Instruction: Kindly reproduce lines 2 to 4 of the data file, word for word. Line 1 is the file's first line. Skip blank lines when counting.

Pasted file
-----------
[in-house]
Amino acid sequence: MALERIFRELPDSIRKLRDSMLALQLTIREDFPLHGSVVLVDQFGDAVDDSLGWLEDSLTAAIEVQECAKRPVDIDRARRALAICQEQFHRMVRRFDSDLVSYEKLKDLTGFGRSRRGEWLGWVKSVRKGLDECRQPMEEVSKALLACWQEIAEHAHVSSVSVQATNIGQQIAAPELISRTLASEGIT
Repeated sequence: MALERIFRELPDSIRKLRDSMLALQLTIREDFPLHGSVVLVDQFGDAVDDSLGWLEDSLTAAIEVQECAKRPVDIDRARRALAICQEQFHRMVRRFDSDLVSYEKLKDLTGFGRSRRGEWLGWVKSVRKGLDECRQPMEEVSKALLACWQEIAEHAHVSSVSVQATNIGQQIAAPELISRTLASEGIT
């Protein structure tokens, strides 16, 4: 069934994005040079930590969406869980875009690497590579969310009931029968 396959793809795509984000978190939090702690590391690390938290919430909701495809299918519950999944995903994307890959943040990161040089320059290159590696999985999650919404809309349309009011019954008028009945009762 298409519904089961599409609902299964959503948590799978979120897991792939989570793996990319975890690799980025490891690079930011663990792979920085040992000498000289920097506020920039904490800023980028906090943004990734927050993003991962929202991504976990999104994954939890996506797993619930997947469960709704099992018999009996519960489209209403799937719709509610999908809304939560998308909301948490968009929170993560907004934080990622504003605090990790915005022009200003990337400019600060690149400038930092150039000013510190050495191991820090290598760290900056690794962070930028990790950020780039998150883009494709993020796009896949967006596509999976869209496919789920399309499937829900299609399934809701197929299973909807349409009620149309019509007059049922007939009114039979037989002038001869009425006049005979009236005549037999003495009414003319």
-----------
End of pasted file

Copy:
Amino acid sequence: MALERIFRELPDSIRKLRDSMLALQLTIREDFPLHGSVVLVDQFGDAVDDSLGWLEDSLTAAIEVQECAKRPVDIDRARRALAICQEQFHRMVRRFDSDLVSYEKLKDLTGFGRSRRGEWLGWVKSVRKGLDECRQPMEEVSKALLACWQEIAEHAHVSSVSVQATNIGQQIAAPELISRTLASEGIT
Repeated sequence: MALERIFRELPDSIRKLRDSMLALQLTIREDFPLHGSVVLVDQFGDAVDDSLGWLEDSLTAAIEVQECAKRPVDIDRARRALAICQEQFHRMVRRFDSDLVSYEKLKDLTGFGRSRRGEWLGWVKSVRKGLDECRQPMEEVSKALLACWQEIAEHAHVSSVSVQATNIGQQIAAPELISRTLASEGIT
């Protein structure tokens, strides 16, 4: 069934994005040079930590969406869980875009690497590579969310009931029968 396959793809795509984000978190939090702690590391690390938290919430909701495809299918519950999944995903994307890959943040990161040089320059290159590696999985999650919404809309349309009011019954008028009945009762 298409519904089961599409609902299964959503948590799978979120897991792939989570793996990319975890690799980025490891690079930011663990792979920085040992000498000289920097506020920039904490800023980028906090943004990734927050993003991962929202991504976990999104994954939890996506797993619930997947469960709704099992018999009996519960489209209403799937719709509610999908809304939560998308909301948490968009929170993560907004934080990622504003605090990790915005022009200003990337400019600060690149400038930092150039000013510190050495191991820090290598760290900056690794962070930028990790950020780039998150883009494709993020796009896949967006596509999976869209496919789920399309499937829900299609399934809701197929299973909807349409009620149309019509007059049922007939009114039979037989002038001869009425006049005979009236005549037999003495009414003319």